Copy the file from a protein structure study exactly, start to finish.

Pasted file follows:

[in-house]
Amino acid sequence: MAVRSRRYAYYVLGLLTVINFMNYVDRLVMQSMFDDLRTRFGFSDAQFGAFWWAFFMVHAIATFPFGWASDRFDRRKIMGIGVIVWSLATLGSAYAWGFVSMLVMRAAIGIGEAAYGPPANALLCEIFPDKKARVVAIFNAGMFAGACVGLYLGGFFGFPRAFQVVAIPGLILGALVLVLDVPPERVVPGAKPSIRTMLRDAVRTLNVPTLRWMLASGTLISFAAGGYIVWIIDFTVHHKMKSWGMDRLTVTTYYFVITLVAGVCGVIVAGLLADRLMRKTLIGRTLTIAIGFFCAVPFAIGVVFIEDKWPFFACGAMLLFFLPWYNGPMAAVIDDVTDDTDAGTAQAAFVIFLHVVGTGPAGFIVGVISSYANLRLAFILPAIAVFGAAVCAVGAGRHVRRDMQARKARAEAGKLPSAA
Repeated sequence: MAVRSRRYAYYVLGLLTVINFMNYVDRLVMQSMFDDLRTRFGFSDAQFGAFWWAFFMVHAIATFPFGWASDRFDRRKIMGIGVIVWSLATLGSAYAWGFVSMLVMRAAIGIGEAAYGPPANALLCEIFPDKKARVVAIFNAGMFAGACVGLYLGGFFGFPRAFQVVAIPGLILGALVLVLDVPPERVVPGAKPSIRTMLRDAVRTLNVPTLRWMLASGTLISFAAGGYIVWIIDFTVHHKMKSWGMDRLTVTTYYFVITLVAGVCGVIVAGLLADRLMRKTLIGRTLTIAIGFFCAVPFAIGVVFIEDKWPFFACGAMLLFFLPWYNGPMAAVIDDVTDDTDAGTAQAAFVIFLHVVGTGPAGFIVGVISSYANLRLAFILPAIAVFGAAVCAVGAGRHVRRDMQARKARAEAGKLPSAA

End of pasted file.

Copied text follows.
[in-house]
Amino acid sequence: MAVRSRRYAYYVLGLLTVINFMNYVDRLVMQSMFDDLRTRFGFSDAQFGAFWWAFFMVHAIATFPFGWASDRFDRRKIMGIGVIVWSLATLGSAYAWGFVSMLVMRAAIGIGEAAYGPPANALLCEIFPDKKARVVAIFNAGMFAGACVGLYLGGFFGFPRAFQVVAIPGLILGALVLVLDVPPERVVPGAKPSIRTMLRDAVRTLNVPTLRWMLASGTLISFAAGGYIVWIIDFTVHHKMKSWGMDRLTVTTYYFVITLVAGVCGVIVAGLLADRLMRKTLIGRTLTIAIGFFCAVPFAIGVVFIEDKWPFFACGAMLLFFLPWYNGPMAAVIDDVTDDTDAGTAQAAFVIFLHVVGTGPAGFIVGVISSYANLRLAFILPAIAVFGAAVCAVGAGRHVRRDMQARKARAEAGKLPSAA
Repeated sequence: MAVRSRRYAYYVLGLLTVINFMNYVDRLVMQSMFDDLRTRFGFSDAQFGAFWWAFFMVHAIATFPFGWASDRFDRRKIMGIGVIVWSLATLGSAYAWGFVSMLVMRAAIGIGEAAYGPPANALLCEIFPDKKARVVAIFNAGMFAGACVGLYLGGFFGFPRAFQVVAIPGLILGALVLVLDVPPERVVPGAKPSIRTMLRDAVRTLNVPTLRWMLASGTLISFAAGGYIVWIIDFTVHHKMKSWGMDRLTVTTYYFVITLVAGVCGVIVAGLLADRLMRKTLIGRTLTIAIGFFCAVPFAIGVVFIEDKWPFFACGAMLLFFLPWYNGPMAAVIDDVTDDTDAGTAQAAFVIFLHVVGTGPAGFIVGVISSYANLRLAFILPAIAVFGAAVCAVGAGRHVRRDMQARKARAEAGKLPSAA